• Acting continuity – A trained actor will be aware of continuity. So for example if they pick up a glass in one hand and wave with the other then this action needs to repeated exactly for different takes and different camera angles. A good continuity person will be aware if the actor has digressed from key lines or actions in the script.
  • Props – They need to be aware of where everything goes exactly. So for example if they are filming a wide shot, then a close up in a fight scene. Props may need to be moved and then replaced. If a candle is burning how far down? Or a drink or a cigarette.
  • Costume/hair and make-up – Need to be aware of how a person looks at all times. For example, what if an actor goes for lunch and takes off a jacket or tie. Or eats off their lipstick. As a hair and make-up person you are responsible for checking.

As a hair and make-up artist what issues may effect continuity?

  • Shooting out of sequence – This might be because of an actors availability. It might be that you can’t get access to a certain location. It might be weather conditions. This means that it very common to shoot out of sequence and revisit a scene weeks or months later.
  • Crew availability – If a producer decides that a scene needs reshooting many months after a scene was originally shot the original crew may not be available. An accurate record of how the person looked is essential so the new crew will be able to recreate the look exactly.
  • Not having resources– Hair products, foundation colours, lipsticks etc. could have been used up, lost or discontinued.
  • Weather conditions – For example has the actor been in rain or water? The hair must be wet to the same extent. Hot, cold, windy etc. conditions may also effect hair and make-up.
  • Hiring hair pieces/wigs – Often on large productions hair pieces are hired from many different sources. The will need to be tracked down again and rehired. The styling of the hairpiece must also be exact.

How to prepare for continuity

  • Analyse and break down the script to determine issues that might affect hair/make-up continuity.
  • Prepare relevant hair/make-up continuity documentation to ensure basic continuity information is available for each scene. For example make-up charts, hair charts. Products list.
  • Make sure there will be enough equipment, hairspray/make-up etc. to complete multiple takes.

Maintaining hair/make-up continuity during productions

  • Check performers’ hair/make-up at the beginning end and during takes.
  • Ensure that appropriate continuity photographs and notes are taken throughout shoots and filed for reference purposes. Every scene number and day number must be recorded with the look.
  • Have materials for maintaining make-up and hair on hand at all times.
  • Recognise possible scripted and unscripted occurrences that might impact on performers’ hair/make-up and take appropriate action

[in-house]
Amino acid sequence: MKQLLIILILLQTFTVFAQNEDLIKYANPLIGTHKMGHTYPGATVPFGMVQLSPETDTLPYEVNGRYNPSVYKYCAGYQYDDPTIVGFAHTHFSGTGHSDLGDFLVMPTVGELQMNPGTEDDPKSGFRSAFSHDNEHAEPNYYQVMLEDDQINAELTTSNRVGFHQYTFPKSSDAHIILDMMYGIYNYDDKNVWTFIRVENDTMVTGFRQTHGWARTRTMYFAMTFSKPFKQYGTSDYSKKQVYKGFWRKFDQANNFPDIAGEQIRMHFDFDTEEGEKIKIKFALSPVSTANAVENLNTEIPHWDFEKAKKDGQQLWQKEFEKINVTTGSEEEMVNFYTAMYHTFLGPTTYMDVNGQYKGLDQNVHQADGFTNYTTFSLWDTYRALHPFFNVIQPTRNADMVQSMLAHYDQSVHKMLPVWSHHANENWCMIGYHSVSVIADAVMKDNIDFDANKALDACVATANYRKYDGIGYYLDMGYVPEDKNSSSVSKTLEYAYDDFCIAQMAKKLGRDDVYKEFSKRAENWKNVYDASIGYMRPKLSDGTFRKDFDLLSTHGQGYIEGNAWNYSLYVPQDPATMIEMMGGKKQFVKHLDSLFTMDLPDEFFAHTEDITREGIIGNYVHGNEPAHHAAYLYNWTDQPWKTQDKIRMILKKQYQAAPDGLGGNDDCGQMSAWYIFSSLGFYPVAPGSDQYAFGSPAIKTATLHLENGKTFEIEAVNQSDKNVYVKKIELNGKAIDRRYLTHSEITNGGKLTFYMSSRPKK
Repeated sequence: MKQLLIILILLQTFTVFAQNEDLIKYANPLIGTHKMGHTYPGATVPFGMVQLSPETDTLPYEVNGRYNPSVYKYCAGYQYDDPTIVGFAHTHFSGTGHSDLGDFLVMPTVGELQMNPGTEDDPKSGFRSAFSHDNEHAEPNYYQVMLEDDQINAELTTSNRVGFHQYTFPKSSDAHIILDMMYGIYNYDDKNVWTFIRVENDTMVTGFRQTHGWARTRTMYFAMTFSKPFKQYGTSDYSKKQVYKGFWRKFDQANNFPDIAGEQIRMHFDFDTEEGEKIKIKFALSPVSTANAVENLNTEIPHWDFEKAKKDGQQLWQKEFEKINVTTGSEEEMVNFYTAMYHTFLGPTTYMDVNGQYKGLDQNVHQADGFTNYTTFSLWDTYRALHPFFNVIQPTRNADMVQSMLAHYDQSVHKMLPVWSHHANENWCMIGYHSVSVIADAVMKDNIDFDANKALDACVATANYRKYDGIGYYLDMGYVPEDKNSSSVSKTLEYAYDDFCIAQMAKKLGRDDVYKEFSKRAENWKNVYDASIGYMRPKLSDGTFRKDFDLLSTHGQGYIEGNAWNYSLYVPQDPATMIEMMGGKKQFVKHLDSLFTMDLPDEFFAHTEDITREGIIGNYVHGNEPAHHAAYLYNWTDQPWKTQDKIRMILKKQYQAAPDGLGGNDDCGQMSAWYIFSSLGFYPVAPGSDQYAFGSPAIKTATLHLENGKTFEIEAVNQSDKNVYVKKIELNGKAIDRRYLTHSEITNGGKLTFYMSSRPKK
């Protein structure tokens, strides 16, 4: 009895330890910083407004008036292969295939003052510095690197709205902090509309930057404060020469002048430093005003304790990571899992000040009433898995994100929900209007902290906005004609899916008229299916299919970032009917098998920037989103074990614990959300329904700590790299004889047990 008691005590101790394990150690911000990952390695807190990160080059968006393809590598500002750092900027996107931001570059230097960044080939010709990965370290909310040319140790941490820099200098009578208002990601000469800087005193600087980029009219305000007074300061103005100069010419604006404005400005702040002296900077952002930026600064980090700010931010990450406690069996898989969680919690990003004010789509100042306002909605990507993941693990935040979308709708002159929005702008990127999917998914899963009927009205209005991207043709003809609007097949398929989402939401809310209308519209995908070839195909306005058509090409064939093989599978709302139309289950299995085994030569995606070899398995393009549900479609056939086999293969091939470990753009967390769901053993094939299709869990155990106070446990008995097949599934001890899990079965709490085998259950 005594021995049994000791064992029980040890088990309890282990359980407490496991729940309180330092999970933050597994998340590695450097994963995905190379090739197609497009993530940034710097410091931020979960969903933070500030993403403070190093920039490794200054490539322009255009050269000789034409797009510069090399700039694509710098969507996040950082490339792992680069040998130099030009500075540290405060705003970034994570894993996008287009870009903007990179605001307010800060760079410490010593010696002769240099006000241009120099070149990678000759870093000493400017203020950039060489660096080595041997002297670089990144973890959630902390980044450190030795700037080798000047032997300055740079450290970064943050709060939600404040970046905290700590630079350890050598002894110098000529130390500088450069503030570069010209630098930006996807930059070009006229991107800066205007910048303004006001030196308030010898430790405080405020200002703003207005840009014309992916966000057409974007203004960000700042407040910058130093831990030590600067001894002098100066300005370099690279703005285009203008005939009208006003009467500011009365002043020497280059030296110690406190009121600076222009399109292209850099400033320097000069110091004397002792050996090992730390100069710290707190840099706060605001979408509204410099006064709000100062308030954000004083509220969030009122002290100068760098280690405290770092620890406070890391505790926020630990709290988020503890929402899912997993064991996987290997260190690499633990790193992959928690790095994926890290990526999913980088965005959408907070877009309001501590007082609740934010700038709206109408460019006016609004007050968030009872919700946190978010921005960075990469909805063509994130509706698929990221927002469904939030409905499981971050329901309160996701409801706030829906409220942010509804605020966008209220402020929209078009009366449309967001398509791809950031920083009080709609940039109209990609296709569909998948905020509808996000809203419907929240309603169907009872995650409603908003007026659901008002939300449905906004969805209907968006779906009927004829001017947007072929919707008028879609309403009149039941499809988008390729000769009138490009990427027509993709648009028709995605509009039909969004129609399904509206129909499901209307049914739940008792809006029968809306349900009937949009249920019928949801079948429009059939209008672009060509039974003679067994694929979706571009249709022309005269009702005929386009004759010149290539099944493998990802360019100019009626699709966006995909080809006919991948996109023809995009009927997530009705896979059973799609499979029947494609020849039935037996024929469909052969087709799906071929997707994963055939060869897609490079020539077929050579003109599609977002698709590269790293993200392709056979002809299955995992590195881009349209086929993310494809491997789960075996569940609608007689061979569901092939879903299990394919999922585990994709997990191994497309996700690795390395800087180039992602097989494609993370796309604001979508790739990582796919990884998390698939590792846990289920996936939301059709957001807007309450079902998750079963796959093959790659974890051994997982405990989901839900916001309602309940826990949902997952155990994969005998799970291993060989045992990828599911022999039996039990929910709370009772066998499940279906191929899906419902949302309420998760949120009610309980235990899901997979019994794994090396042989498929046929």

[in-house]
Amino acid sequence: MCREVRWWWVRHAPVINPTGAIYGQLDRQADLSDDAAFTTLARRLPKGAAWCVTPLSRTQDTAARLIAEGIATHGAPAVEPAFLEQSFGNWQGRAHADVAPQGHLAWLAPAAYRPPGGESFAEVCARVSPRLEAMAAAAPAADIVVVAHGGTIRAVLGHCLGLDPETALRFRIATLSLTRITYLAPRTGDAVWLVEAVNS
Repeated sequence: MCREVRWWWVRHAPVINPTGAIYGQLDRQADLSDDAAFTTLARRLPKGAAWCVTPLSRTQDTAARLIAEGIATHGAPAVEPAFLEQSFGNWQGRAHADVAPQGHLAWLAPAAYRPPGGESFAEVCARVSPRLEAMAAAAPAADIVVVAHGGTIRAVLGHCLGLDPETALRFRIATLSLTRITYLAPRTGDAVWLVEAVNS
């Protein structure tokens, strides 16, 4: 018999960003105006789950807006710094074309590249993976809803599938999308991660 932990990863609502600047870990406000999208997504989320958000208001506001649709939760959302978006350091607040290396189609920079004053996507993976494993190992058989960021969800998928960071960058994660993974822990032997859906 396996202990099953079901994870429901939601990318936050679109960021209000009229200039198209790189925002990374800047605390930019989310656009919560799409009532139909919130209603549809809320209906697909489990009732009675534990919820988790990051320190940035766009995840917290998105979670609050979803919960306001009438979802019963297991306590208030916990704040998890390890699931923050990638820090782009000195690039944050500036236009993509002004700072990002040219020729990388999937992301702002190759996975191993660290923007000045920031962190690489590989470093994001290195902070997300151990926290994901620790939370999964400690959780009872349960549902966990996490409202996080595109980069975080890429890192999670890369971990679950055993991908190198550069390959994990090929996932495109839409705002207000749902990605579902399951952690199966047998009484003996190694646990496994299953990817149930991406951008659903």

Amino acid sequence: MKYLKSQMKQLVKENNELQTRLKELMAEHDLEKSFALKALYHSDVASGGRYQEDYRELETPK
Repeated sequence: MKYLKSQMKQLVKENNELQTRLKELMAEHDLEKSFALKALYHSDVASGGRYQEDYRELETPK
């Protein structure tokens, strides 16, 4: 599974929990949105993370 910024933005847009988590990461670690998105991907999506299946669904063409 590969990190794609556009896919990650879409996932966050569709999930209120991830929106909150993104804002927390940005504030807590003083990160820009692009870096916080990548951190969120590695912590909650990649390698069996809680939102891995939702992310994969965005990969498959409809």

• Make required adjustments to make-up/hair quickly and accurately at appropriate times during productions.
  • Make sure all the relevant people are aware of and approved changes to the make-up hair and appearance.

Key skills as a hair and make-up artist

  • Working knowledge of action, camera angles position of the performer etc.
  • Technical skills, being able to use a camera and print off your images.
  • Attention to detail.
  • Ability to work under pressure.
  • Working as a team
  • Not only be able to execute the make-up and hair to a high standard, but also to be able to document and recreate it.
  • Being organised and thinking ahead

Continuity questions

What did you do to prepare?

To prepare myself, I first of all created all of my looks on a face chart, involving all of the actual products and materials, for example the eyelashes and glitter. I then practiced these looks on myself, because it allows me to be quite rough, thorough, allows me to figure out the best way to do things and repeat things without annoying or seeming repetitive to anyone else. Finally, I then practiced my continuity look on someone else before the final thing.

I took a picture of all the products used and wrote a checklist to ensure I had all of the same products both times around.

Did you record how much you would need of everything? Did you have enough make-up/products or did you run out making it difficult to recreate the look?

I did not necessarily record how much I needed of everything because it is difficult to physically note how much foundation/powder you need. I made sure that  I had enough of all of the products to complete the looks both times around because I wanted the products to be exactly the same as to not affect anything, e.g. the skin colour or texture of the hair, etc.

Did you have accurate hair and make-up charts detailing how to create the looks? 

Yes, I think I did have very accurate hair and make-up charts, as well as step by step instructions for creating the look each time. Also, after my 1st continuity look, I noted down anything that I may have forgotten to remember; e.g. the baby hairs on the right side of the face, the flick being slightly higher on one side, etc.

If you or another person had to recreate the look weeks or months from now would this be possible?